Pulse the chilies, scraping down the sides as needed, until they are ﬁnely ground – they’ll make a loose paste. Spoon in most of the browned pepitas and cashews (hold back most of the sesame seeds in the bowl) and add about ¾ teaspoon salt. Pulse to combine and grind. Add the remaining pepitas, cashews, and sesame seeds and pulse just a couple of times; the salsa should be dry and crumbly, with some larger chunks of seeds and nuts remaining. Taste and add more salt, if needed. Serve immediately at room temperature, or refrigerate in an airtight container for up to 1 week, or freeze for up to 3 weeks.
Use a delicious, crumbly mixture of seeds and nuts as a topping for roasted vegetables, pasta, or salads. Experiment with using diﬀerent kinds of nuts. Try toasted almonds and/or toasted hazelnuts. Recipe from Claudia Roden, The Oldways Table.
1 cup sesame seeds
1 ¾ cups coriander seeds
⅔ cup blanched hazelnuts, skinned
½ cup cumin seeds
½ teaspoon salt
¼ teaspoon freshly ground black pepper
Preheat the oven to 350 °F. Put each variety of seeds and nuts on a separate tray or in a shallow oven dish and roast them all for 10 to 20 minutes, until they just begin to color and give oﬀ a slight aroma. As they take diﬀerent times, you must keep an eye on them so that they do not become too brown, and take out each as it is ready. Alternatively, toast them in a large dry frying pan, stirring constantly.
Put the nuts and seeds together in the food processor with salt and pepper and grind them until they are ﬁnely crushed but not pulverized. Be careful not to over blend, or the oil from the too-ﬁnely ground seeds and nuts will form a paste. Dukkah should be a crushed dry mixture, not a paste. Taste and add salt if needed.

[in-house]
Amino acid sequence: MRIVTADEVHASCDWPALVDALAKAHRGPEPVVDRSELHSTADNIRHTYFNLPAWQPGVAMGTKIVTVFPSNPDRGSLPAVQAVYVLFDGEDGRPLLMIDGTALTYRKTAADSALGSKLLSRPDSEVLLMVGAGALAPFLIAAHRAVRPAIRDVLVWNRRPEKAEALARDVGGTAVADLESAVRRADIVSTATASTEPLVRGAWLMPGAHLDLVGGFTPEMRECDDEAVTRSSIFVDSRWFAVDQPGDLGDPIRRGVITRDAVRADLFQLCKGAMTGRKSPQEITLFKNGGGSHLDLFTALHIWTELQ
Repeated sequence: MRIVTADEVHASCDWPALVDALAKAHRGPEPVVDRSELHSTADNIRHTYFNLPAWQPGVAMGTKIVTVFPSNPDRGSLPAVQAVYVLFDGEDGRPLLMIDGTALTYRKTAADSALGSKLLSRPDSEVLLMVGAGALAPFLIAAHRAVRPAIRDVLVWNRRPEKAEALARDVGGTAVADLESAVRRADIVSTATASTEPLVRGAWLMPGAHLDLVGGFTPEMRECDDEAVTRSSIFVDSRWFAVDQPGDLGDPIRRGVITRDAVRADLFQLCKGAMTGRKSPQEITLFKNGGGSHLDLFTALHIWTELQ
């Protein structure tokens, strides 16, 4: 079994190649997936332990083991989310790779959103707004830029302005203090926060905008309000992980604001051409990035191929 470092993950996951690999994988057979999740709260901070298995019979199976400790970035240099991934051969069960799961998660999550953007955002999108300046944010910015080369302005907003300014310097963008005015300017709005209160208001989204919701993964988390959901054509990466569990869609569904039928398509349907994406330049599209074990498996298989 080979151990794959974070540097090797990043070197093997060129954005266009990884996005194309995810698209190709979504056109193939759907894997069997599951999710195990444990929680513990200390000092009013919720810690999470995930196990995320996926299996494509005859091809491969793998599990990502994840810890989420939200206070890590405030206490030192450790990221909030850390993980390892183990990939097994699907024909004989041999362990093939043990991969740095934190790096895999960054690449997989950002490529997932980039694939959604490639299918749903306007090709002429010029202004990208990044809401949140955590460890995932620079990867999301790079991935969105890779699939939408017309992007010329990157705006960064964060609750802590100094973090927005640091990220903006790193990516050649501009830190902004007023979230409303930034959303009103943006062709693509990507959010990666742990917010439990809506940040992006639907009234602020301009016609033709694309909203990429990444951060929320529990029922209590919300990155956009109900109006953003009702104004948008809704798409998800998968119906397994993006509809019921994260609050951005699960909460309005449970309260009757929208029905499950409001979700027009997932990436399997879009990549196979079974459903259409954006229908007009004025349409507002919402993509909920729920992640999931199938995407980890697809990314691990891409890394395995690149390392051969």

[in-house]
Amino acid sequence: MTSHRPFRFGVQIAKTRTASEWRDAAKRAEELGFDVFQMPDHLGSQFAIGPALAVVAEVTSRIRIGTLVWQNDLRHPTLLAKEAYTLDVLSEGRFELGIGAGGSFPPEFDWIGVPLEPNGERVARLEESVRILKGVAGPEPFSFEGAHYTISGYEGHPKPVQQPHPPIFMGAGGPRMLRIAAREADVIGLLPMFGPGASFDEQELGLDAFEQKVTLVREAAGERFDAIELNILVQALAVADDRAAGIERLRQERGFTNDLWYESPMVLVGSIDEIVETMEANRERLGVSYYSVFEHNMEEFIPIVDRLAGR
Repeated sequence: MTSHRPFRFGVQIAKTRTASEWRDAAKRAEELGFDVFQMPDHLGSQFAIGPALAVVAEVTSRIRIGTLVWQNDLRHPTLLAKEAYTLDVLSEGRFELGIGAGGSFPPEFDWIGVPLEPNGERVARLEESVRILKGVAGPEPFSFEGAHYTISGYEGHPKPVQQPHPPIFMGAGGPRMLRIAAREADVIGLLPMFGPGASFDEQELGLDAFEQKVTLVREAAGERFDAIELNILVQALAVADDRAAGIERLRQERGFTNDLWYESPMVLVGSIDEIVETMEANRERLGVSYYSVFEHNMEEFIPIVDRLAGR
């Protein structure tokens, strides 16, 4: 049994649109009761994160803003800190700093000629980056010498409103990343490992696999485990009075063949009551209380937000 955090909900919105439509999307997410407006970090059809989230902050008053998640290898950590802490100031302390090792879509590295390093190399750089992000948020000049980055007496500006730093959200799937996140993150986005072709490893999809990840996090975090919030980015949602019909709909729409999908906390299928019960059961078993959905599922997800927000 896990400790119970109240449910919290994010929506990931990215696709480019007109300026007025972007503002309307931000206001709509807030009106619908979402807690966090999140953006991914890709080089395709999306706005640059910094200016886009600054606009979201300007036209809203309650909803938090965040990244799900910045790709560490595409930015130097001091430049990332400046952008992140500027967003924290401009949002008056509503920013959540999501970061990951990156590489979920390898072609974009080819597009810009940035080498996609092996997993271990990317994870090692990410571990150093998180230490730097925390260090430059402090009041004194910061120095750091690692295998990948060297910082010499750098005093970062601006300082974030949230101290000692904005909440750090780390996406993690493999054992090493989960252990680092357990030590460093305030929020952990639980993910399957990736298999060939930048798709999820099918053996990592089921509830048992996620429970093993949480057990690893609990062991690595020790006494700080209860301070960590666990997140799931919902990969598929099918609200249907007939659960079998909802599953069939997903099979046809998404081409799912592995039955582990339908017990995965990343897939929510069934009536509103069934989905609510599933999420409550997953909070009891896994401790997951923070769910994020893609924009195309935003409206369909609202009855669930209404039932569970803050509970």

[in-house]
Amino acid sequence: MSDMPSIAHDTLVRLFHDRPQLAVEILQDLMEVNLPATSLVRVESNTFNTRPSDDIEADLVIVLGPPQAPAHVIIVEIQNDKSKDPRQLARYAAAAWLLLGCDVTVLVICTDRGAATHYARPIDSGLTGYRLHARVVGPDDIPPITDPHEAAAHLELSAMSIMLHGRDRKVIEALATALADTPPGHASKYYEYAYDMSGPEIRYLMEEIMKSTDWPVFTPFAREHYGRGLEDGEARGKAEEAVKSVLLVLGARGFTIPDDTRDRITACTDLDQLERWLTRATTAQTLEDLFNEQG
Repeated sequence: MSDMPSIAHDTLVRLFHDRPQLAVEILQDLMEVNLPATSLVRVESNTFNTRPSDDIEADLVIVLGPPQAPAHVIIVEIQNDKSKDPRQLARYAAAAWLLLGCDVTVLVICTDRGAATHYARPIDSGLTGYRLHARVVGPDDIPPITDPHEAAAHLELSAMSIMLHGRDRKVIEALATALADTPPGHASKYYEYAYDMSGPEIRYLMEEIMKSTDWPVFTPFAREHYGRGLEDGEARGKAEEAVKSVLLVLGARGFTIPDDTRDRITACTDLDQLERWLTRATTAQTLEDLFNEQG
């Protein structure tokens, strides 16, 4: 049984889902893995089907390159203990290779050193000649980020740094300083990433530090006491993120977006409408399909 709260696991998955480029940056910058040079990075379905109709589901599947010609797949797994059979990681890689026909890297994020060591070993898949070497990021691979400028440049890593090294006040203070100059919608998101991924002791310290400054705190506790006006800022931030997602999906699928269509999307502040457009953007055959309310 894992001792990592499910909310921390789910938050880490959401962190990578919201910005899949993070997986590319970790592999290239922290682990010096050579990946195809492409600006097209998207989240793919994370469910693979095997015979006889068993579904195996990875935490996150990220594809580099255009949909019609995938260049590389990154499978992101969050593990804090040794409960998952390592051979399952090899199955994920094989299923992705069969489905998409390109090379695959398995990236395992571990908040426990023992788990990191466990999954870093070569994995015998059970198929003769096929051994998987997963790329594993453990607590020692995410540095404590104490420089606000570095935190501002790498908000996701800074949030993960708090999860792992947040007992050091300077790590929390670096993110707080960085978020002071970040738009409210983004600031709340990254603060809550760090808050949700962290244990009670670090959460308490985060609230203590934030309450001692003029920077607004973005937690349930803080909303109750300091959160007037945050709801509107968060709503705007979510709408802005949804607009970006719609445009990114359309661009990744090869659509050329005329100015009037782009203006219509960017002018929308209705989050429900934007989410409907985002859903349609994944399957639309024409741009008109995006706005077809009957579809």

Browned Butter Nuts
Oldways recently had the good fortune to join Maria Speck at a lunch promoting her new book, Simply Ancient Grains. This topping, which she served on her Oatmeal Butternut Pancakes, had the whole room buzzing. We made a very simple vegan version of this topping by omitting the butter and just tossing together all the ingredients to bring another dimension to morning oatmeal.
¼ cup (½ stick) unsalted butter
¼ cup coarsely chopped toasted pecans
¼ cup toasted slivered almonds
1 tablespoon golden or black sesame seeds
1 tablespoon nigella seeds or more sesame seeds
½ teaspoon Aleppo pepper
Pinch of cayenne pepper
Fine sea salt
Add the butter to a 10-inch skillet or medium saucepan, preferably stainless steel, and melt over medium heat. Cook, watching attentively, until the color turns golden brown, the butter smells deeply nutty, and the bottom of the pan ﬁlls with brown specks, 3 to 5 minutes. Add the pecans, almonds, sesame seeds. Nigella seeds, Aleppo pepper, and cayenne and cook, stirring, until fragrant, about 1 minute. Immediately transfer the buttered nuts to a small serving bowl and sprinkle with salt to taste.